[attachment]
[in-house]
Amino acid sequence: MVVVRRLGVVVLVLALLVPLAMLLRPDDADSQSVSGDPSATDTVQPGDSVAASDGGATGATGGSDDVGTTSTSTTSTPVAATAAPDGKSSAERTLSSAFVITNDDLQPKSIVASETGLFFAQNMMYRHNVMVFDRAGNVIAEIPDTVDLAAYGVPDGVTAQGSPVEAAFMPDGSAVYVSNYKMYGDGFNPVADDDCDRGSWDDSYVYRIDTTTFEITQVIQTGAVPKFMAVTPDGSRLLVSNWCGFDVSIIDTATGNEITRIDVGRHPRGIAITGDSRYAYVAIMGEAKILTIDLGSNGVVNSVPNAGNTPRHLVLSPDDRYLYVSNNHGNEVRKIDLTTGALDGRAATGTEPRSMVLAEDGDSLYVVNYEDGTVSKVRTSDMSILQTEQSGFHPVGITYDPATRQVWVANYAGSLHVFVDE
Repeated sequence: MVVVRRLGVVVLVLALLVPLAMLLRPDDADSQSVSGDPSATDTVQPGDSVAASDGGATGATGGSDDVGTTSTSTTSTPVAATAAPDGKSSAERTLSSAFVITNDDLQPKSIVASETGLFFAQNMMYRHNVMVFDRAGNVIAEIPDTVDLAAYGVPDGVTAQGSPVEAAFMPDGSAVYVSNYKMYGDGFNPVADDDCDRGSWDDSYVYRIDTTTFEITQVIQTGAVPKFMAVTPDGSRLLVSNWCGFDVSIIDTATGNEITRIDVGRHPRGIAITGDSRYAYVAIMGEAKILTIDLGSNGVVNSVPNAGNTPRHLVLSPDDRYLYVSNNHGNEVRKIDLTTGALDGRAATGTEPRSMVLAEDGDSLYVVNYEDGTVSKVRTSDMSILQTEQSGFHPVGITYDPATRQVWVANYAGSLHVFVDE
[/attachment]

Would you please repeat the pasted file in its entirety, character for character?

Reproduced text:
[in-house]
Amino acid sequence: MVVVRRLGVVVLVLALLVPLAMLLRPDDADSQSVSGDPSATDTVQPGDSVAASDGGATGATGGSDDVGTTSTSTTSTPVAATAAPDGKSSAERTLSSAFVITNDDLQPKSIVASETGLFFAQNMMYRHNVMVFDRAGNVIAEIPDTVDLAAYGVPDGVTAQGSPVEAAFMPDGSAVYVSNYKMYGDGFNPVADDDCDRGSWDDSYVYRIDTTTFEITQVIQTGAVPKFMAVTPDGSRLLVSNWCGFDVSIIDTATGNEITRIDVGRHPRGIAITGDSRYAYVAIMGEAKILTIDLGSNGVVNSVPNAGNTPRHLVLSPDDRYLYVSNNHGNEVRKIDLTTGALDGRAATGTEPRSMVLAEDGDSLYVVNYEDGTVSKVRTSDMSILQTEQSGFHPVGITYDPATRQVWVANYAGSLHVFVDE
Repeated sequence: MVVVRRLGVVVLVLALLVPLAMLLRPDDADSQSVSGDPSATDTVQPGDSVAASDGGATGATGGSDDVGTTSTSTTSTPVAATAAPDGKSSAERTLSSAFVITNDDLQPKSIVASETGLFFAQNMMYRHNVMVFDRAGNVIAEIPDTVDLAAYGVPDGVTAQGSPVEAAFMPDGSAVYVSNYKMYGDGFNPVADDDCDRGSWDDSYVYRIDTTTFEITQVIQTGAVPKFMAVTPDGSRLLVSNWCGFDVSIIDTATGNEITRIDVGRHPRGIAITGDSRYAYVAIMGEAKILTIDLGSNGVVNSVPNAGNTPRHLVLSPDDRYLYVSNNHGNEVRKIDLTTGALDGRAATGTEPRSMVLAEDGDSLYVVNYEDGTVSKVRTSDMSILQTEQSGFHPVGITYDPATRQVWVANYAGSLHVFVDE